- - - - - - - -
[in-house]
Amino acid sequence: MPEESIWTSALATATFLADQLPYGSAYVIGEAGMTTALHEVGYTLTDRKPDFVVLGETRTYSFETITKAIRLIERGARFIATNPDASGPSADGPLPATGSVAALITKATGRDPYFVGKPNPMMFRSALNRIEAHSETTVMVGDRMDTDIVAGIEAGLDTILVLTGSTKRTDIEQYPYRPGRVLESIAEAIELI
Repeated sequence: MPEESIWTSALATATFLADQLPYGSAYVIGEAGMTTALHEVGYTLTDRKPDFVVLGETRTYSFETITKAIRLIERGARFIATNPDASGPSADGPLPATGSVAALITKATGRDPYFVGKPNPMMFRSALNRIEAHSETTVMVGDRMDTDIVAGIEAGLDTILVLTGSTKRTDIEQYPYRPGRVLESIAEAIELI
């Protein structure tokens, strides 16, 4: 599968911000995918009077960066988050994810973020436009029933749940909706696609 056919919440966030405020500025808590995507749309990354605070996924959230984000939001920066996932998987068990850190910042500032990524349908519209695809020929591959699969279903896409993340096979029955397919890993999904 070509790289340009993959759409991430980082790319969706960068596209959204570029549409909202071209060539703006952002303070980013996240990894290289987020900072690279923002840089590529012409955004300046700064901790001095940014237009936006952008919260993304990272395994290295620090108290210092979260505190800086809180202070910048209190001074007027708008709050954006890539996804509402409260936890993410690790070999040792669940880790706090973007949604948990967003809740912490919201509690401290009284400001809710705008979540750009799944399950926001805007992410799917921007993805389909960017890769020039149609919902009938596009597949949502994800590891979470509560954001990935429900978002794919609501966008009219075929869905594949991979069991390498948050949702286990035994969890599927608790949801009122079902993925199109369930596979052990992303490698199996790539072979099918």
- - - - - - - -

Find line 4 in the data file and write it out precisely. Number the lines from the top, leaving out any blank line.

């Protein structure tokens, strides 16, 4: 599968911000995918009077960066988050994810973020436009029933749940909706696609 056919919440966030405020500025808590995507749309990354605070996924959230984000939001920066996932998987068990850190910042500032990524349908519209695809020929591959699969279903896409993340096979029955397919890993999904 070509790289340009993959759409991430980082790319969706960068596209959204570029549409909202071209060539703006952002303070980013996240990894290289987020900072690279923002840089590529012409955004300046700064901790001095940014237009936006952008919260993304990272395994290295620090108290210092979260505190800086809180202070910048209190001074007027708008709050954006890539996804509402409260936890993410690790070999040792669940880790706090973007949604948990967003809740912490919201509690401290009284400001809710705008979540750009799944399950926001805007992410799917921007993805389909960017890769020039149609919902009938596009597949949502994800590891979470509560954001990935429900978002794919609501966008009219075929869905594949991979069991390498948050949702286990035994969890599927608790949801009122079902993925199109369930596979052990992303490698199996790539072979099918």